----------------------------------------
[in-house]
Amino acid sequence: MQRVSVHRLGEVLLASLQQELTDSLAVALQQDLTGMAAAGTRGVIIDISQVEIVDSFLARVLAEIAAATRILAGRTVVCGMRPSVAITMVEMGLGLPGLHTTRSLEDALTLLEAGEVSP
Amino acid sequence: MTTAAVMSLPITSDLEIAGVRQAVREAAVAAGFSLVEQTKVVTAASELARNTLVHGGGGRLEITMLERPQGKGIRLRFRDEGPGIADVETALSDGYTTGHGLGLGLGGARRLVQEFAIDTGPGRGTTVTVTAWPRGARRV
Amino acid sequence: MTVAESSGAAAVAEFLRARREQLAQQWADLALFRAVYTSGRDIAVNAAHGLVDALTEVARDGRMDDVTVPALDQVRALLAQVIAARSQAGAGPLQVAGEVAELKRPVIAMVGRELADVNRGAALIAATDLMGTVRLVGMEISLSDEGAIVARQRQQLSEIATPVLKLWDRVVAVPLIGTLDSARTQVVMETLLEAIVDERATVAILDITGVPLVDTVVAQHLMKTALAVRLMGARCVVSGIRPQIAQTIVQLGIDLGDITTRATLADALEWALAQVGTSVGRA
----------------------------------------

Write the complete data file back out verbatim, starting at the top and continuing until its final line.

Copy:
[in-house]
Amino acid sequence: MQRVSVHRLGEVLLASLQQELTDSLAVALQQDLTGMAAAGTRGVIIDISQVEIVDSFLARVLAEIAAATRILAGRTVVCGMRPSVAITMVEMGLGLPGLHTTRSLEDALTLLEAGEVSP
Amino acid sequence: MTTAAVMSLPITSDLEIAGVRQAVREAAVAAGFSLVEQTKVVTAASELARNTLVHGGGGRLEITMLERPQGKGIRLRFRDEGPGIADVETALSDGYTTGHGLGLGLGGARRLVQEFAIDTGPGRGTTVTVTAWPRGARRV
Amino acid sequence: MTVAESSGAAAVAEFLRARREQLAQQWADLALFRAVYTSGRDIAVNAAHGLVDALTEVARDGRMDDVTVPALDQVRALLAQVIAARSQAGAGPLQVAGEVAELKRPVIAMVGRELADVNRGAALIAATDLMGTVRLVGMEISLSDEGAIVARQRQQLSEIATPVLKLWDRVVAVPLIGTLDSARTQVVMETLLEAIVDERATVAILDITGVPLVDTVVAQHLMKTALAVRLMGARCVVSGIRPQIAQTIVQLGIDLGDITTRATLADALEWALAQVGTSVGRA